Dan Hunter's Creativity Index in California

Democracy is slow—it is a world of the tortoise, not the hare.  The language to describe legislative steps—“sent to Committee,” “the committee took action,” or “adopted and engrossed”—seem to imply efficiency, celerity, and progress. However, in Massachusetts, a legislative clerk must still physically carry the printed legislation down the hall and lay it on the Governor’s desk.  Legislation is a cumbersome process often dismissed with the adage: “Two things you should never watch being made: sausage and the law.”

 
The Index of Creativity and Innovation legislation (SB 789) has passed the California Senate thanks to the leadership of Senator Curren Price (D-Los Angeles) and the sponsorship of the California Alliance for Arts Education.  The Senate sent the bill to the Assembly, where it is scheduled to be heard in the Assembly Committee on Education, on June 13..  With the approval of the Assembly and the signature of the Governor, California would become one of the first states to adopt a creative index as a tool to promote creativity in our schools.

 
After conceiving the idea, I led the campaign for the Index in Massachusetts.  Then I created and implemented a similar campaign strategy in Oklahoma.  So, I am very pleased that California is moving towards success.  
 
I came to California in March and April to help “stir the pot” for the Index legislation.  In March, I participated in the CREATE California conference in San Diego, sponsored by the California Arts Council and Superintendent Tom Torlakson and the Department of Education .  Roughly three weeks later, I joined a delegation in Sacramento to meet with key staff from the offices of the Governor, Senate President Pro Tem and Speaker of the Assembly.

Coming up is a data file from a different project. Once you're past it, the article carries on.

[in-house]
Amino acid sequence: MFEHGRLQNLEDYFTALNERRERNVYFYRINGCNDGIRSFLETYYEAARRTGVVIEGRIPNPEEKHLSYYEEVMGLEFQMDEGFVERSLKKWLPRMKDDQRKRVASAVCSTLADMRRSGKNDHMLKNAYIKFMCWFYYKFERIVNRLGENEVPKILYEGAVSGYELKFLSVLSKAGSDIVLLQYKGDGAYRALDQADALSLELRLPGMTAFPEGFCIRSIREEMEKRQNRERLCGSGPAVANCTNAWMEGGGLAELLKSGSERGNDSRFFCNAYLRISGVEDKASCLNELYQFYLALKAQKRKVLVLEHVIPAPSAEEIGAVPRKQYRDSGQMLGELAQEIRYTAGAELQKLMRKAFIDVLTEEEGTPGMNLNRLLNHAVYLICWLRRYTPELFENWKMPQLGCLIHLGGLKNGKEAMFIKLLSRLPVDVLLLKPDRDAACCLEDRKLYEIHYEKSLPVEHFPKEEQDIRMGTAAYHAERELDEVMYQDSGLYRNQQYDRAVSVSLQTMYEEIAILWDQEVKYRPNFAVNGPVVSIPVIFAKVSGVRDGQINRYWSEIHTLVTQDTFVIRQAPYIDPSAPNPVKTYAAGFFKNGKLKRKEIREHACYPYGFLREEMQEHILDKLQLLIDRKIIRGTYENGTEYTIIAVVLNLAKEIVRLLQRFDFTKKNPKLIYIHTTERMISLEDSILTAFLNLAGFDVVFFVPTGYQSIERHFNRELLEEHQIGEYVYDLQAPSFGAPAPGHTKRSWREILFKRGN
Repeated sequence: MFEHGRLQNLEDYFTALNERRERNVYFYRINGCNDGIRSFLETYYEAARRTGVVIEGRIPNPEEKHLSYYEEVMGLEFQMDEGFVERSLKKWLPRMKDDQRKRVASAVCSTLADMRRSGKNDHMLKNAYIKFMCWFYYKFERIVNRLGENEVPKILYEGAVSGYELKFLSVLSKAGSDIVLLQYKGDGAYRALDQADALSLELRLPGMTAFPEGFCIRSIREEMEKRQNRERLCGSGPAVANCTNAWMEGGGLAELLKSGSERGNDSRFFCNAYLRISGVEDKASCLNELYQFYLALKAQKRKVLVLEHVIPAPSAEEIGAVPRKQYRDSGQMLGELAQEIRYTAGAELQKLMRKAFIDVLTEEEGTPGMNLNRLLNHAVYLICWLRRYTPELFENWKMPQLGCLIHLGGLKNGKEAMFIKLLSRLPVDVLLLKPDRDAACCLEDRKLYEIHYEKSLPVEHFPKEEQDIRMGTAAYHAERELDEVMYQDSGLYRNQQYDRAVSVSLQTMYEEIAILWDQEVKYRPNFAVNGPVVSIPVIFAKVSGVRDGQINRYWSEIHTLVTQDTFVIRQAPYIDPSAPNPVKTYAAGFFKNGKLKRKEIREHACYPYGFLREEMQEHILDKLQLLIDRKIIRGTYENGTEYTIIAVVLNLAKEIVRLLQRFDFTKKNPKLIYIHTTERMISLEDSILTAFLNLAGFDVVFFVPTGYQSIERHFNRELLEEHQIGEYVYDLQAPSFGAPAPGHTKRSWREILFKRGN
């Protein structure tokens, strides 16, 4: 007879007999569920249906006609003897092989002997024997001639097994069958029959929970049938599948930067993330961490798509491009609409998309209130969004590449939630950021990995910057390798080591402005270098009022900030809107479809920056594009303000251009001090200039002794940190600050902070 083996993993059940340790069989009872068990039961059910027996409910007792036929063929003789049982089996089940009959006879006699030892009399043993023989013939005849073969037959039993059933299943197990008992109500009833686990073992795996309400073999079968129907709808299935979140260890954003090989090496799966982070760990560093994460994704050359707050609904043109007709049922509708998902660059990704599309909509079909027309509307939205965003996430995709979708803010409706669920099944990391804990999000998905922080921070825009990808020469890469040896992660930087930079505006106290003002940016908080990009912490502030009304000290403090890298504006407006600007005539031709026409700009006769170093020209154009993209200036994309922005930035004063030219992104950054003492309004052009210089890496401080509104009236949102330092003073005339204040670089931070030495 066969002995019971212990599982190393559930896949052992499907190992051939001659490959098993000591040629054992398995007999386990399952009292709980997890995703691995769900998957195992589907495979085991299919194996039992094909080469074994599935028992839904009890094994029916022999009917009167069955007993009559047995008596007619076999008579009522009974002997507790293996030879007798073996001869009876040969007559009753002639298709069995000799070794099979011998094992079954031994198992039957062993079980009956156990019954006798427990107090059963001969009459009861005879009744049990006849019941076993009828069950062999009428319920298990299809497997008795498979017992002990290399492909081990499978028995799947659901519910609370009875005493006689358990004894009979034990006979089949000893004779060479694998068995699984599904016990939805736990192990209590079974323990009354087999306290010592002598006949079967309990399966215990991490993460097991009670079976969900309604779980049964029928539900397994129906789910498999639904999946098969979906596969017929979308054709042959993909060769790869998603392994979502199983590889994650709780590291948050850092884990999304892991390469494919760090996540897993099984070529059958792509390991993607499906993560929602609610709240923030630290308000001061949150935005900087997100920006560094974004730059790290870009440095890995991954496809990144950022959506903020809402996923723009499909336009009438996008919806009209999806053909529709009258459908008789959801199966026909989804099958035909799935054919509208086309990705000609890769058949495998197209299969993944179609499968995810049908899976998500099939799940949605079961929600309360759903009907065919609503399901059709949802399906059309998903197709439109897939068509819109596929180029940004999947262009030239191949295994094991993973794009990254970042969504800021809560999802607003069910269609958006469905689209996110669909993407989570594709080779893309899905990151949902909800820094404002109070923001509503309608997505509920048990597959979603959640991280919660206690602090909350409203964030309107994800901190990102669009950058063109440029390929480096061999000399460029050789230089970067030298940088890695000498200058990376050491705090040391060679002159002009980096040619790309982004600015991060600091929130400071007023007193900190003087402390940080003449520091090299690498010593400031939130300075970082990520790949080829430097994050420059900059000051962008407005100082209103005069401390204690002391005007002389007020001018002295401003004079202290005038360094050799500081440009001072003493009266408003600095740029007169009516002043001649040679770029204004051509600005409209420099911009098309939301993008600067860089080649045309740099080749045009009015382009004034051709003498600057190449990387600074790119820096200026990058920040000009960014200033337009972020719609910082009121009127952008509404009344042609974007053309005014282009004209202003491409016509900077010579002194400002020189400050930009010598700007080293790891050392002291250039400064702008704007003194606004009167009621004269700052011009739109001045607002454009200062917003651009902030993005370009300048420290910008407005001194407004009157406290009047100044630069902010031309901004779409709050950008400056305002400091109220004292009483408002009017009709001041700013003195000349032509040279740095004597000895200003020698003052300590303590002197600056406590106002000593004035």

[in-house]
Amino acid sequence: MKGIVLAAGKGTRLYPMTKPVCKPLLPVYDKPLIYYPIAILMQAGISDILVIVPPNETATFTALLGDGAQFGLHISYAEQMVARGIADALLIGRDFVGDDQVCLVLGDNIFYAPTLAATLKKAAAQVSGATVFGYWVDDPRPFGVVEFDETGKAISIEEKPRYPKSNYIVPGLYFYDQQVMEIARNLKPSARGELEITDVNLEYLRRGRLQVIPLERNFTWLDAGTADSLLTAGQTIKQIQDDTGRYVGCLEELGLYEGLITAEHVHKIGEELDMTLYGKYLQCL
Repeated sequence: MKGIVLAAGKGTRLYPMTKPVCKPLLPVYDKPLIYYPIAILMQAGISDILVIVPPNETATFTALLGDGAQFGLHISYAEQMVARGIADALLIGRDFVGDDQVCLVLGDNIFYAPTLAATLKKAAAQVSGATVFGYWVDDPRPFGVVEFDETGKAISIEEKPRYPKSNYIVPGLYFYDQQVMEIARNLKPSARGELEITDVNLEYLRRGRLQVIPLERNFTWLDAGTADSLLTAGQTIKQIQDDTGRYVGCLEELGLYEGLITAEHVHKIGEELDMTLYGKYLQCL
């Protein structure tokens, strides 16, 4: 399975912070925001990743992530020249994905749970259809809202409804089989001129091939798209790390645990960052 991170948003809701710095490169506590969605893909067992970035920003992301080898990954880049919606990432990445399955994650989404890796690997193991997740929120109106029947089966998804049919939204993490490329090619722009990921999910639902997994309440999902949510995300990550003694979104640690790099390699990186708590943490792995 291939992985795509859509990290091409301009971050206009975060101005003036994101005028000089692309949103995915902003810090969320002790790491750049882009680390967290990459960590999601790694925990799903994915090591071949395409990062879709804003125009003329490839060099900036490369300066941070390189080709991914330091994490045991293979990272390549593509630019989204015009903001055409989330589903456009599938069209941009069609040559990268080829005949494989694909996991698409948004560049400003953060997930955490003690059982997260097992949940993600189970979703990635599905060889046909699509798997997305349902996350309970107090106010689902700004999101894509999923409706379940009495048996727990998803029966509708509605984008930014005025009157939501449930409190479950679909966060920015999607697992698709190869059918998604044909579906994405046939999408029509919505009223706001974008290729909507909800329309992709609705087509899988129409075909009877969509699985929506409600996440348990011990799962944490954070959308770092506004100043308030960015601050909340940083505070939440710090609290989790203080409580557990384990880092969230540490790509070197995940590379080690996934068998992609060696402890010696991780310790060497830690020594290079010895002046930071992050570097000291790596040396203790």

These meetings are critical.  They are part ritual, part dance, part information and part persuasion.  And a key component of the recipe is the group present in the room..  In addition to Joe Landon, executive director of the Alliance, we had Sarah Murr of Boeing Corporation; John Eger, former telecommunications lawyer, now professor of public policy and communication at San Diego State University; Jason Schmelzer, Boeing’s lobbyist, and Kathy Lynch, lobbyist for the California Alliance for Arts Education.
 
Sarah and John communicated the critical need for creativity in the economy—how corporations like Boeing depend more and more on the creative skills of their employees.  A great deal of political commitment is action rather than words. .  Both Sarah and John flew to Sacramento for the day, demonstrating with their presence the importance of the issue.
 
Face to face meetings are essential to advocacy.  We were able to answer questions, iron out misunderstandings and show our commitment.  Time is valuable in the State House, so the meetings are brief—sometimes no more than 10 minutes.  You have to get to the point, be respectful, persistent and consistent.
 
Did we move the bill forward in those meetings?  Yes.  But, like the tortoise running a race, we won’t know how far forward for a while.  Every step counts. I thank Sarah and John and all the other advocates for taking part in the political process.  This is how we set priorities in our country.  And, those of us who care about education, our future and our children—we need to keep pushing the tortoise to the finish line.
 
Dan Hunter is a founding partner of Hunter Higgs, LLC, an advocacy and communications firm specializing in cultural non-profits.  He is the originator of the public policy initiative, the Creative Challenge Index.  After successfully passing the Index in Massachusetts, Hunter is currently developing campaigns for the Creative Challenge Index in several states. His newest book of humor—Iowa?…It’s a State—will be published this fall.  He is also an award winning playwright.  He teaches playwriting and political advocacy for the arts at Boston University.